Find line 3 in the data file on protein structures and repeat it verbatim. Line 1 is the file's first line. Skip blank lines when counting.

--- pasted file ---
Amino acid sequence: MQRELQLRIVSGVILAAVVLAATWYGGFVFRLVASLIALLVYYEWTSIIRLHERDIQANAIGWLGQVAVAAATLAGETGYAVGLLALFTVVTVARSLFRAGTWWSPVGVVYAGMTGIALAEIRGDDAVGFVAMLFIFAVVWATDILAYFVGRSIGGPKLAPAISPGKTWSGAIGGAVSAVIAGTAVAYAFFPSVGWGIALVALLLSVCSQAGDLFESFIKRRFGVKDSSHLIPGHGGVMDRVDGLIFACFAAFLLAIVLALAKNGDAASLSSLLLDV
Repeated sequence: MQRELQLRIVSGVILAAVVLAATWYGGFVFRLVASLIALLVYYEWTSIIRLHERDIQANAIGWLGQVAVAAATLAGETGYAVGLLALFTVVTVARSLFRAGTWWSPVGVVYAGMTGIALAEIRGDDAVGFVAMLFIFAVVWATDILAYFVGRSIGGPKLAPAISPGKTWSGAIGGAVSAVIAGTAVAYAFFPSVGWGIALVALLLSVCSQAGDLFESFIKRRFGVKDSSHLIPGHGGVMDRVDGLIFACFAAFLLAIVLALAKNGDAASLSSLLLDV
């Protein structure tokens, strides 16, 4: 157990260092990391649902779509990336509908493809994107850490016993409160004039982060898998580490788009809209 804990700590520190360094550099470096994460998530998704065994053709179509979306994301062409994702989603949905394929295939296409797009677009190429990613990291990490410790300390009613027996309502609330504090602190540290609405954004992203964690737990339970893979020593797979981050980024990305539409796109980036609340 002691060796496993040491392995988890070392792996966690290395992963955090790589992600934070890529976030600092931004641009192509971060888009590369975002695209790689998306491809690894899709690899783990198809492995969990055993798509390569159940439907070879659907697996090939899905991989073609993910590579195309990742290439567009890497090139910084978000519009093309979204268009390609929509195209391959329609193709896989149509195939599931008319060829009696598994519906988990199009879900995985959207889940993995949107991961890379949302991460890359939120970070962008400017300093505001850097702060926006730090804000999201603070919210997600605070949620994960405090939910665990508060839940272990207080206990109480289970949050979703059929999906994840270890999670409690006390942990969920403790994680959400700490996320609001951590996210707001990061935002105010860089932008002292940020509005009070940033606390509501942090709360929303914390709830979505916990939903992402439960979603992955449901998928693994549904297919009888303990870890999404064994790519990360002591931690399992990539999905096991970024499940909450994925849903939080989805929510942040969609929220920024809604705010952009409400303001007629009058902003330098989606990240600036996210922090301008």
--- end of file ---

């Protein structure tokens, strides 16, 4: 157990260092990391649902779509990336509908493809994107850490016993409160004039982060898998580490788009809209 804990700590520190360094550099470096994460998530998704065994053709179509979306994301062409994702989603949905394929295939296409797009677009190429990613990291990490410790300390009613027996309502609330504090602190540290609405954004992203964690737990339970893979020593797979981050980024990305539409796109980036609340 002691060796496993040491392995988890070392792996966690290395992963955090790589992600934070890529976030600092931004641009192509971060888009590369975002695209790689998306491809690894899709690899783990198809492995969990055993798509390569159940439907070879659907697996090939899905991989073609993910590579195309990742290439567009890497090139910084978000519009093309979204268009390609929509195209391959329609193709896989149509195939599931008319060829009696598994519906988990199009879900995985959207889940993995949107991961890379949302991460890359939120970070962008400017300093505001850097702060926006730090804000999201603070919210997600605070949620994960405090939910665990508060839940272990207080206990109480289970949050979703059929999906994840270890999670409690006390942990969920403790994680959400700490996320609001951590996210707001990061935002105010860089932008002292940020509005009070940033606390509501942090709360929303914390709830979505916990939903992402439960979603992955449901998928693994549904297919009888303990870890999404064994790519990360002591931690399992990539999905096991970024499940909450994925849903939080989805929510942040969609929220920024809604705010952009409400303001007629009058902003330098989606990240600036996210922090301008």